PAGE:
An interministerial committee will meet in February to decide what is affordable and realistic with regard to the procurement of renewable energy from independent power producers (IPPs), public enterprises minister Lynne Brown said on Tuesday.
Brown addressed criticism aimed at Eskom for its failure to sign power purchase agreements (PPAs) with IPPs who have been selected as preferred bidders in bid window 3.5, 4 and 4.5 of the Department of Energy’s Renewable Energy Independent Power Producer Procurement Programme (REIPPPP).
Eskom’s stance is standing in the way of financial close of 37 projects and as a result they cannot proceed with construction. The Renewable Energy Council on January 17 said it got legal opinion from Webber Wentzel senior counsel David Unterhalter that confirms the affected IPPs’ legal position. Unterhalter confirmed that there is a legal obligation on Eskom to sign the PPAs and it would be unlawful for it to try to renegotiate the tariffs the Department of Energy agreed to.
Brown said the Integrated Resource Plan (IRP2010), upon which the REIPPPP is based, assumed an economic growth rate of 5% per annum. In reality it was below 2% and as a result the demand for electricity grew at a much slower pace than the projected 2% per annum. The demand has in fact been flat for the last decade, Brown said.
She said when the country had capacity constraints the IPPs played a critical role in the energy mix, but at a premium price. That price could have been justified against the alternative of the cost of diesel or load shedding,
The situation, however, changed dramatically as Eskom recovered and extra generation capacity from Medupi and Ingula power became available.
Eskom now has excess capacity. The amount it can export to neighbouring countries is limited by the transmission capacity, Brown said.
She said buying more generation capacity while it already has a surplus, would lead to an increase in Eskom’s cost, which would be reflected in a higher electricity tariffs to the consumer.
“In my opinion, the Eskom board would fail in its duty if it did not consider the burden of high costs on consumers.”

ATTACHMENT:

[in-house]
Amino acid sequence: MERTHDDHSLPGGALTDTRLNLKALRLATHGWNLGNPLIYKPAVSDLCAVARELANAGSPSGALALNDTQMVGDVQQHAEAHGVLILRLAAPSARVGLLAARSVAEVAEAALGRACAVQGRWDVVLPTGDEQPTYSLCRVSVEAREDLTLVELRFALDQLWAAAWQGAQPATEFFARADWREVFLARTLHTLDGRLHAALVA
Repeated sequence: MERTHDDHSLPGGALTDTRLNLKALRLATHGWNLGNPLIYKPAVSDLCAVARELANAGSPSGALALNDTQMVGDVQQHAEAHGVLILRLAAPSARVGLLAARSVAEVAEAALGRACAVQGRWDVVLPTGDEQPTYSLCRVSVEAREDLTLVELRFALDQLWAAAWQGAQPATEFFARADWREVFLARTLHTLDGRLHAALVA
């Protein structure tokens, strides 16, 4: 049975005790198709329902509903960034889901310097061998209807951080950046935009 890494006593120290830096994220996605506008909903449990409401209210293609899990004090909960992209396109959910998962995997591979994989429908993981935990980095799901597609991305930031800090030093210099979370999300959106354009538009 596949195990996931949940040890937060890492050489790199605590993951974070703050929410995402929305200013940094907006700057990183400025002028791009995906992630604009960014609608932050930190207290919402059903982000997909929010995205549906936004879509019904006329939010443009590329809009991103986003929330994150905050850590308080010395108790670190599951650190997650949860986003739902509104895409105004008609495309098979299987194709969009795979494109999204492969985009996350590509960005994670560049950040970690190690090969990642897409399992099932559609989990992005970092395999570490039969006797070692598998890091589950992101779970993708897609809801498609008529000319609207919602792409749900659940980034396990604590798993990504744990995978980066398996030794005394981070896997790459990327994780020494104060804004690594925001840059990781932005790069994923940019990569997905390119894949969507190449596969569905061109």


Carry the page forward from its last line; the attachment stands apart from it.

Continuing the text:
She said the interministerial committee will meet in the second half of February. In the meantime Eskom and the Department of Energy are also discussing the issue.
Eskom acting group CEO Matshela Koko told Moneyweb the committee would be chaired by the minister of environmental affairs. The other ministers on the committee are Brown, energy minister Tina Joemat-Pettersson and finance minister Pravin Gordhan.
Koko said Eskom’s surplus at peak currently averages at 5 600MW, including the 2 000MW operational margin. This, he said, is a game changer. Maintenance is ahead of schedule and breakdowns have decreased from 16.2% a year ago to 10.7% of installed capacity. Plant availability was at 77.3% in the three months to the end of December, compared with 70.3% in the third quarter of the previous year.
Exports have increased by 25% over the past year and the excess capacity now allows it to run those power stations that are the cheapest to run first. Eskom expects to realise savings of R238 million by the end of the financial year through this strategy.
Eskom’s obligations to buy electricity from renewable IPPs however results in increased cost, Koko said. He illustrated this by showing a simulation of electricity supply on August 31 2016, using Eskom-owned power generation as opposed to having some of it displaced by renewables.
The averaged marginal cost from Eskom’s own plants was 23c/kWh. The renewables however cost 193c/kWh. Koko said incorporating renewables on the day resulted in an additional cost of R52 million.
Eskom hopes to make available on its website within a week the simulation tool that would enable anybody to do a similar exercise on any chosen date.
Koko said the country and Eskom cannot afford the current pace of adding renewable IPPs to the electricity system.
He said Eskom knew all along that renewable energy is costly and proponents such as the CSIR are not telling South Africans the full story. When it did not have enough generation capacity of its own, Eskom was in no position to speak out, but that has changed, he said. He repeated Eskom’s earlier claim that renewables in fact cost the country R9 billion in 2016.
He told Moneyweb that Eskom is aware of the legal implications of changing course and possible reputation damage to the country, but said on the other hand the country cannot proceed to buy costly renewables it doesn’t need and recover the cost from consumers through higher electricity tariffs.